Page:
When asked about their prospects for 2014, most Republicans will say that whatever happens with the Senate, the GOP is a virtual lock to keep control of the House. The House majority is the GOP's single hold on power in Washington, and the only way the party has been able to shape national policy during Barack Obama's presidency.
Republicans haven't worried about losing the House because, first, having won by a landslide in 2010, they got to control the redistricting process, and they have used that power to draw districts that give them an advantage. Second, Barack Obama, having won re-election, is not particularly popular, and his ratings could slip further by November 2014. And third, history teaches that the presidential party just doesn't gain seats in the mid-terms of a president's second term. So, the thinking goes, Obama's Democrats can't win. The House will stay Republican.
Unless it doesn't. Behind the scenes -- in whispered asides, not for public consumption -- some Republicans are now worried that keeping the House is not such a done deal after all. They look back to two elections, 1998 and 2006, in which Republicans seriously underperformed expectations, and they wonder if 2014 might be a little like those two unhappy years.
"The majority is at risk," says one well-connected Republican strategist. "It should be a good year, but you need to run like you're trying to win, and you need a good, solid strategy."
In 1998, Republicans, with a narrow majority in the House, expected to pick up at least 20 seats. It was a weird year, with the Lewinsky scandal consuming Bill Clinton's presidency. But Clinton wasn't on the ballot -- a fact that didn't stop House Republicans from campaigning against him. "We were going to make the race all about Bill Clinton," the strategist recalls.
It didn't work. Instead of picking up 20 seats, the GOP lost five. (So much for the president's party never picking up seats in the second term.) Republicans kept control of the House, but by a margin so small it made governing difficult.
In 2006, another president was in his second term, this time Republican George W. Bush. The GOP controlled the House and saw itself heading toward another victory. "The whole focus was on attacking Democrats," recalls the strategist. "There was the belief that the districts were structurally Republican, Bush had carried a number of them, and we had a financial advantage."
But instead of cruising to a win, the GOP lost 30 seats and ushered in the era of Speaker Nancy Pelosi.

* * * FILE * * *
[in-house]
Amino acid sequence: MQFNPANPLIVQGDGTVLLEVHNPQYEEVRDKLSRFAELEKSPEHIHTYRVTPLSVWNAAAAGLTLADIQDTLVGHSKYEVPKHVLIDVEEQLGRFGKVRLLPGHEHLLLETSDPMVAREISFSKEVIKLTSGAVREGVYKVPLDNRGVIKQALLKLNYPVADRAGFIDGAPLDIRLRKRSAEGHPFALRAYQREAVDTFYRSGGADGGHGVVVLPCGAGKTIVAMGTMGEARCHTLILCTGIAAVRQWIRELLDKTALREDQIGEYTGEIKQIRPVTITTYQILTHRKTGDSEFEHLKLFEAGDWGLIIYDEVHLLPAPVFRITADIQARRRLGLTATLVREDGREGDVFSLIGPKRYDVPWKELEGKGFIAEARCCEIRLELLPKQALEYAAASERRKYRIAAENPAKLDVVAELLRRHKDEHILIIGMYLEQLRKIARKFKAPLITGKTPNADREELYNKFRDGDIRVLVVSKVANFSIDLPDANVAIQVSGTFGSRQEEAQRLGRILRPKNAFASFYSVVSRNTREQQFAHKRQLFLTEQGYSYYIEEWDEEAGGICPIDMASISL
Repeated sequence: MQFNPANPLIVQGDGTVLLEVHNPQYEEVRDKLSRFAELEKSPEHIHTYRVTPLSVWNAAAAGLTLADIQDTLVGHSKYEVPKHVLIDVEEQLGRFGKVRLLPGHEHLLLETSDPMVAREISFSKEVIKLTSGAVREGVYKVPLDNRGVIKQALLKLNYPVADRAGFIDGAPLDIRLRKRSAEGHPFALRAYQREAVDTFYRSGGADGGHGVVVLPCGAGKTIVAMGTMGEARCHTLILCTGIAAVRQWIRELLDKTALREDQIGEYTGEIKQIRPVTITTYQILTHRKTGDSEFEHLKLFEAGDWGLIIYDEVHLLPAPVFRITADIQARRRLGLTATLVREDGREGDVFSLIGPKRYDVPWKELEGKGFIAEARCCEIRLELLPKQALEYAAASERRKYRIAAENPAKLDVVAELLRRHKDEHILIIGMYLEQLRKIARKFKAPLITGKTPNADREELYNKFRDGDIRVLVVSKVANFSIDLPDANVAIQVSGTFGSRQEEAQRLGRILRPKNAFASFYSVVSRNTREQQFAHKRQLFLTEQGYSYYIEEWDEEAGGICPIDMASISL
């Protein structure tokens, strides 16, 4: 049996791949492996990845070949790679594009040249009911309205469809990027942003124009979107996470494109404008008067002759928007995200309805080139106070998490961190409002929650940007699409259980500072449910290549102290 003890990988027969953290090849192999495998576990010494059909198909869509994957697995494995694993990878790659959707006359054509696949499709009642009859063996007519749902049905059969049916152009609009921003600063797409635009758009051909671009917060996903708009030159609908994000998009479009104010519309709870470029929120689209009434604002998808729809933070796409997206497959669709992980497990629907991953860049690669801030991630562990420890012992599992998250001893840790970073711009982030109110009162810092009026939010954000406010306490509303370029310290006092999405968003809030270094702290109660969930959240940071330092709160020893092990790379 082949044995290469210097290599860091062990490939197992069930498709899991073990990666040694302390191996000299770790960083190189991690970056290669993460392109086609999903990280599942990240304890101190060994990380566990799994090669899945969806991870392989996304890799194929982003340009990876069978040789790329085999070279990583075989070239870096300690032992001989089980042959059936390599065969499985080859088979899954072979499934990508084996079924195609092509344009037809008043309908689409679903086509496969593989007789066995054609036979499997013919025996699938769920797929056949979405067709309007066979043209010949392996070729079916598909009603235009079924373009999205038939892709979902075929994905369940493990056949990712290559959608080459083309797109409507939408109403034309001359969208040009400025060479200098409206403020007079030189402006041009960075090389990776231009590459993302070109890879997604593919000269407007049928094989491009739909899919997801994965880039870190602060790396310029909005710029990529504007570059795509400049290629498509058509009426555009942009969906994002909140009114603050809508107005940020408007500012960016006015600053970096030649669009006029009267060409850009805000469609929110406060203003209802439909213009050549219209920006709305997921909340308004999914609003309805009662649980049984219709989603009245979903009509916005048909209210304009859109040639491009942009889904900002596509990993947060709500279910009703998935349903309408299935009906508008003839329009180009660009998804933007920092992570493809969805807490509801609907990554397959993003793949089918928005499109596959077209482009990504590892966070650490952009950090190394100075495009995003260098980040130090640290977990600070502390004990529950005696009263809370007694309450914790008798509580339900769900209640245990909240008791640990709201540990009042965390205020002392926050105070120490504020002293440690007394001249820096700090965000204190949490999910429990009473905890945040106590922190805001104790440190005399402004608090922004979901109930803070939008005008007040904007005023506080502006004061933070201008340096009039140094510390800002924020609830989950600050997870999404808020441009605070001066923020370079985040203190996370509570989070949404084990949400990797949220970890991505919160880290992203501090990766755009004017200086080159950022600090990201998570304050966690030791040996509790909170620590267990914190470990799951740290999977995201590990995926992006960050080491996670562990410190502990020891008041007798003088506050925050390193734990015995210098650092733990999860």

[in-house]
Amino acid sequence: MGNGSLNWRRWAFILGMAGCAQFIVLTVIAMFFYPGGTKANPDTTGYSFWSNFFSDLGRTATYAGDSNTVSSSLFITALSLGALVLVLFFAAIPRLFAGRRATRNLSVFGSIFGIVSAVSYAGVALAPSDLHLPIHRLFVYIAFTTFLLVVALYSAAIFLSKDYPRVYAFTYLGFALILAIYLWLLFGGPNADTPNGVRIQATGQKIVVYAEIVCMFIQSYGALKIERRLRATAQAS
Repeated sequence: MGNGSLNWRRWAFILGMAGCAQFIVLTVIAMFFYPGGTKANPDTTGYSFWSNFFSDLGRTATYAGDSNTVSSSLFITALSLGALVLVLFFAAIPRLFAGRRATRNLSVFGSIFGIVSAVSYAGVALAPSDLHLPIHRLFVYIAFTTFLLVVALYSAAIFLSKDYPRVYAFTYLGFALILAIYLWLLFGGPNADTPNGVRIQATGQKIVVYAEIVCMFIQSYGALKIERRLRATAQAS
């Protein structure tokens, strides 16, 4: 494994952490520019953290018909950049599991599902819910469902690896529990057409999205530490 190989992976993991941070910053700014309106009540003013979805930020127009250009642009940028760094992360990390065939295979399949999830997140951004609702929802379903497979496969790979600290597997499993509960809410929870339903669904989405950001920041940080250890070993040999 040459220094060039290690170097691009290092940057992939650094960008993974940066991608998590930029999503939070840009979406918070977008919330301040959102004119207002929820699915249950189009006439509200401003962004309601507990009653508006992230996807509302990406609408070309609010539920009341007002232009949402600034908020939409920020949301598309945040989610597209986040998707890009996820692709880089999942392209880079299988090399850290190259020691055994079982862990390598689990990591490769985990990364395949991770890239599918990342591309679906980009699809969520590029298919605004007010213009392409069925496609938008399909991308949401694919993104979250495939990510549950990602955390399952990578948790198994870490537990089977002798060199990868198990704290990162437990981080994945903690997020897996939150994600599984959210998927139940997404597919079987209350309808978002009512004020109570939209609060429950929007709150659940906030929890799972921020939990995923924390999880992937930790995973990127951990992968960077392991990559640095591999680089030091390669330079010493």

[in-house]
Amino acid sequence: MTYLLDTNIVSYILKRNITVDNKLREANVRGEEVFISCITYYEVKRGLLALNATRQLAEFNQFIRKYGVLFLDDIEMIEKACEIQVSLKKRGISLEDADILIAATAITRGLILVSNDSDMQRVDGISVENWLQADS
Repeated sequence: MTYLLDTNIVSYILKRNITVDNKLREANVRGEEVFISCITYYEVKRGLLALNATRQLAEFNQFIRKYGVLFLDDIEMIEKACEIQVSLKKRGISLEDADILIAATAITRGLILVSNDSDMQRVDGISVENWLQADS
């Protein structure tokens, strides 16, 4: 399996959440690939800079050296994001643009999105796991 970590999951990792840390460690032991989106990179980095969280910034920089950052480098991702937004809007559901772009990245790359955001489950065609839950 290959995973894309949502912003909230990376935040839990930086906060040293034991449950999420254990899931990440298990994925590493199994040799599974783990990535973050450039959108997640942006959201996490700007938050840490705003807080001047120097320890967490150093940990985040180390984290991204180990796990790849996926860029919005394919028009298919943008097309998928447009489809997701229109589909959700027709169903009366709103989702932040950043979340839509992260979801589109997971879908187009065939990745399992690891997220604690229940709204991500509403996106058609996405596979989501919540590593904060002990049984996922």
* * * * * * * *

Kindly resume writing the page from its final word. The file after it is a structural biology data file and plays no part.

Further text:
In both years, '98 and '06, Republicans concentrated more on going after Democrats than on laying out a solid plan for governance. They were the opposition party more than the alternative party. And they suffered for it.
What is the GOP plan for 2014? It's not clear. But there are indications some Republicans believe that, with a weakening president, a strategy based mostly on opposing Democrats will be enough to keep control of the House. But voters are sending some warning signals.
They're still not happy with the economy. How could they be, with unemployment at 7.4 percent? Whatever Barack Obama does, whatever Republicans do, unless something huge happens, the public's top issue will remain the economy for quite a while.
GOP strategists look at the president's job approval rating on the economy and see an opportunity. A recent Quinnipiac poll, for example, found that 54 percent of those surveyed do not approve of Obama's handling of the economy. Yet when the pollsters asked who respondents trusted to do a better job with economic issues -- Obama or Republicans in Congress -- respondents chose Obama, 45 percent to 39 percent.
Lots of other polls have shown similar results. Voters don't approve of the way Obama is handling the economy. Yet they prefer him over Republicans.
What that should tell the GOP is that Republican candidates don't need to tell voters what a bad job the president is doing. They already know that, and besides, Obama won't be on the ballot in 2014. What GOP candidates need to do is convince voters that they would do a better job than Democrats.
If they don't -- if Republicans stick to being an opposition party on the attack rather than the alternative party offering an agenda -- then Obama's much-discussed dream of retaking the House in 2014 might come true, despite all the odds. And that would be a nightmare for Republicans.
Byron York, the Washington Examiner's chief political correspondent, can be contacted at email@example.com. His column appears on Tuesday and Friday on washingtonexaminer.com.